JOHN REED died of typhus on the seventeenth of October, 1920, and was buried under the Kremlin. "In America the revolutionary movement prepared its tributes. Even the kept press that he hated praised John Reed now that he was dead. Friends stopped each other on the street and talked about him. To the students of English 12, Copey, cursing the Bolsheviki, praised the courage and loyalty of his Jack Reed. There were many who talked about wasted talent, and some whose pat phrases concealed relief. But in Atlanta and Leavenworth, in Sing Sing and Cook County Jail, in hundreds of prisons, and in the hiding-places of an outlawed Communist movement, men shut their jaws tight..."
This was John Reed of Portland, Oregon, of the Harvard class of 1910. The John Reed who wrote youthful poetry for the Harvard Monthly and the Advocate, who led the cheering in the Stadium, member of Hasty Pudding and Ibis of the Lampoon. The same John Reed wrote the words to the football song "Score," and created the Paterson strike pageant. The same Reed chummed with the romantic Villa in Mexico and, not much later, was under indictment in a half-score of sedition cases for defending the Russion Revolution in this country. He changed tremendously in the decade of upheaval from '10 to '12 but his change had been in intensity and not in attitude. While he was one with the aesthetes and the play-boys of the prewar Harvard society he mocked--not violently, but still he mocked--at the Back Bay and at the frivolities and superficialities of the typical undergraduate existence. He defended his father, a crusading prosecuting attorney, who belonged to one of the oldest and best-accepted families of the West Coast and was putting respectable and indignant old crooks in jail with whose families the Reeds had wined and dined for several generations. Later he was to feel disgusted with the vague socialism of his close friend Walter Lippmann, and to turn resolutely away from his companion Robert E. Rogers, who had implanted himself solidly on the side of the order that is, and now writes a column for the Boston Evening American. He was to go beyond the teachings of his liberal mentor Lincoln Steffens and to stop writing to his beloved Charles Townsend Copeland because correspondence with a radical was dangerous business in the war years. He bore the seeds of a conviction and as that conviction grew it crowded friendships, pleasures and privileges that were incompatible with it out of his mind. The story of his thirty-three years is precisely what Hicks calls it--the story of "The Making of a Revolutionary."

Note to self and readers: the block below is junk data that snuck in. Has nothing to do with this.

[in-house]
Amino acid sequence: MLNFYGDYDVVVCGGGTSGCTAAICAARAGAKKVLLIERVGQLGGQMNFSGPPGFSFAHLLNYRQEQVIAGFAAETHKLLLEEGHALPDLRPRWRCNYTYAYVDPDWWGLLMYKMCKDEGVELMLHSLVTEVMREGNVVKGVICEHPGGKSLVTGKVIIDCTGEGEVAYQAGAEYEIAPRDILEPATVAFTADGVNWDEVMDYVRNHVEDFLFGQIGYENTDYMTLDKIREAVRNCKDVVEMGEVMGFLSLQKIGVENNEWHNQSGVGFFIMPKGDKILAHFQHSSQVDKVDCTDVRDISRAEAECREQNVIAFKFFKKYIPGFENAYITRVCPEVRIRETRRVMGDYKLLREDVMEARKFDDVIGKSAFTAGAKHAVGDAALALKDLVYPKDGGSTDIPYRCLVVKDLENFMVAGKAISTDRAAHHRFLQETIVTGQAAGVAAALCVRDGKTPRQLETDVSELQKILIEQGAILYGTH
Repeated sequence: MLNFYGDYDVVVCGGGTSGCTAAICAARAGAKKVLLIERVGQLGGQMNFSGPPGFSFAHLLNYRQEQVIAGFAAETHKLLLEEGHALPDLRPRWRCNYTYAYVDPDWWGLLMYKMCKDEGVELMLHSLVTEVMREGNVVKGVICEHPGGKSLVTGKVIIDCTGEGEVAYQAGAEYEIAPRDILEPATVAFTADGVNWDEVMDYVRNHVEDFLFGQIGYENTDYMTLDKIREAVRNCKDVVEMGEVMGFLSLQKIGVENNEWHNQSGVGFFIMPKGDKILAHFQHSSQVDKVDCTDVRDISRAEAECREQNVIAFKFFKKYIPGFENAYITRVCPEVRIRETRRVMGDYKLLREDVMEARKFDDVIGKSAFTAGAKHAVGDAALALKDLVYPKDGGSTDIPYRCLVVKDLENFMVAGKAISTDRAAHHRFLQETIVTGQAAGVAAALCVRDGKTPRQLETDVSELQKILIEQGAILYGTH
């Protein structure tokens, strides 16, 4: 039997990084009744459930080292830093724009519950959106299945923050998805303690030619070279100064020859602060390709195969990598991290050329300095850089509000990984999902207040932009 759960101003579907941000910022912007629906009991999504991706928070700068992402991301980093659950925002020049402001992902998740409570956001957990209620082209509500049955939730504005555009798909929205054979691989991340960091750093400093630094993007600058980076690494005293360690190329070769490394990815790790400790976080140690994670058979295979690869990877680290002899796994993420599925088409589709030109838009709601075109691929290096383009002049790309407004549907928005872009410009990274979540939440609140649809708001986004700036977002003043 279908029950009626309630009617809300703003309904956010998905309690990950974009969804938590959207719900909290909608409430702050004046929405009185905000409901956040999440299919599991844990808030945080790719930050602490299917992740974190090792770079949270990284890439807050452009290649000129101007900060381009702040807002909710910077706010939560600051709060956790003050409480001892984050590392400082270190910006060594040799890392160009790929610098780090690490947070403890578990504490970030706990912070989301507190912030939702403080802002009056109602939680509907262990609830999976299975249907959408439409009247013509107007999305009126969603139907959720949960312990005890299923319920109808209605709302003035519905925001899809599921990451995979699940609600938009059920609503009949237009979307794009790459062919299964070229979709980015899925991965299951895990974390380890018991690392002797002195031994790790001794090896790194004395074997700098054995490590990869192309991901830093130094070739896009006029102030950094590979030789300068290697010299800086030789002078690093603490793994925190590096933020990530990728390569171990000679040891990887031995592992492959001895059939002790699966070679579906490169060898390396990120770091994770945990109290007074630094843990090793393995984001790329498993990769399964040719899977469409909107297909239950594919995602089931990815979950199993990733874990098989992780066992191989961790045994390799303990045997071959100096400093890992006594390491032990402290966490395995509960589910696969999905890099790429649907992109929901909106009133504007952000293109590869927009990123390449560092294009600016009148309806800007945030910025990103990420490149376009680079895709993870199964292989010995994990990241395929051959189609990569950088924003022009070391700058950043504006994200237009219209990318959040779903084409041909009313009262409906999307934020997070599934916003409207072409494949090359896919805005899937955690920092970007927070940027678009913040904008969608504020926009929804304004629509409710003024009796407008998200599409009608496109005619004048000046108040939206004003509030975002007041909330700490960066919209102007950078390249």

Well, for Mr. Hicks, John Reed's fight was in the right direction. Was "a first-rate poet spoiled to make a third-rate revolutionary?" Was John Reed simply a little more highly-flavored liberal than the run of his friends, who had just a little more adventurousness and a little more guts, so that he went the whole hog instead of signing up for Creel's Committee for Public Information? Was he sinsere or was he just too romantic to be sensible?
When he covered the World War front before America's entrance and said "This is not our war!" was he the self-conscious heretic, the kittenish reformer, that many of his Harvard friends and journalistic associates had been? The point had better not be mulled over. Let Mr. Hicks fight it out with the American Legion, let Earl Browder cross swords with the defenders of the late Woodrow Wilson. So far as we know, a really great leader of the Proletariat has get to be a Proletarian, Communist Party or no Communist Party, but one's appetite for the adventurous, the idealistic, and the unquestionably courageous need not be diminished thereby.
John Reed was an amazing, a talented, and a brave man. He deserves the full and well-documented history that Granville Hicks has made of him both from a sociological and a personal standpoint. Things significant need not be things effective, or even things agreeable. The life of John Reed by Granville Hicks is a beautifully-written and extremely absorbing book.